“The No 1 role of government is to provide safety and protect our private property; that’s the No.1 role,’’ Madore said. That’s the thing they are negligent about. They are part of the problem. Lawmakers tie the hands of our law enforcement agencies so they cannot do their job. Lawmakers cannot make crime pay. They cannot be soft on crime and expect crime to stop. These lawmakers need to make laws to empower the fundamentals of property rights.’’
Madore referred to law enforcement officers as “superheroes.’’
“I can’t imagine being an officer these days,’’ Madore said. “They know these guys (criminals). They know who they are and yet they can’t do anything about them. I can’t imagine going to work and that’s your job and feeling like it’s meaningless. If it was me, I would be there because I wanted to protect citizens against the bad guys. I would want to make sure crime does not pay. And, if I can’t do that job, then what am I doing? Police officers want to go save the world. Let them do it. Don’t tie their hands.’’
Substitute House Bill 1363
Legislation recently passed out of a House committee to loosen restrictions on police pursuits in Washington state has drawn tepid support from some Republicans because they believe it doesn’t go far enough, according to a Monday report by The Center Square Washington.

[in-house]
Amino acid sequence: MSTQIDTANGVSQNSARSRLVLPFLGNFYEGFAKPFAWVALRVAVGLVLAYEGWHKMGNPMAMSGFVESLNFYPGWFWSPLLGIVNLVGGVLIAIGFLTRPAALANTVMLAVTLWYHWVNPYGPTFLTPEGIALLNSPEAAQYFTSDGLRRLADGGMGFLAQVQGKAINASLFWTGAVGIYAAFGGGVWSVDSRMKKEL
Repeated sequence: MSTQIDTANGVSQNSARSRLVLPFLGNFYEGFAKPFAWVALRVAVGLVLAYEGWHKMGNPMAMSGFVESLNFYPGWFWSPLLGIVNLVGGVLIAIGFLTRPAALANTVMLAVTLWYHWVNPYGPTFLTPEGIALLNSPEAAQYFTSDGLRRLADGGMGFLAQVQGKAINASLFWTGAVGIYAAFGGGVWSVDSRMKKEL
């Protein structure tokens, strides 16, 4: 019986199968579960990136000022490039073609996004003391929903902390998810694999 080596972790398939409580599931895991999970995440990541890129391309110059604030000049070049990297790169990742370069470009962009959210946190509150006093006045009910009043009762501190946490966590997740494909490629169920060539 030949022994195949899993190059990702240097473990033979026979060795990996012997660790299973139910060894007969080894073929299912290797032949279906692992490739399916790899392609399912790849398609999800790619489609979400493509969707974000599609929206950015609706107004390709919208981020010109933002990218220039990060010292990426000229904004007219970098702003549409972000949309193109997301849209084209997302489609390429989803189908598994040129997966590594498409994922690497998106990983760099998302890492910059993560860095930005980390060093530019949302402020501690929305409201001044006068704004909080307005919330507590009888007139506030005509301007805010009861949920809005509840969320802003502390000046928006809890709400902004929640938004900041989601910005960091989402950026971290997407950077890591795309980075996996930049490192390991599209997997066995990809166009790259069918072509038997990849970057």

Substitute House Bill 1363 would allow officers to go after suspects if there is reasonable suspicion of the following: a violent crime, sex offense, vehicular assault, domestic violence, escape, or driving under the influence. The original House Bill 1363 would have allowed pursuits for any crimes, assuming an officer had reasonable suspicion.
SHB 1363 would change existing law, passed in 2021, that only allows for the pursuit of DUI suspects with a reasonable suspicion standard, and only allows pursuits with probable cause for violent crimes, sexual offenses, and escapes.
Republican lawmakers don’t believe SHB 1363 has enough teeth to give law enforcement officials the power that Madore is emphatically stating they need.
Contacting your legislators
The League of Women Voters of Clark County publishes an annual brochure that provides contact information for all the elected officials in Clark County, including those serving in the Washington State Legislature.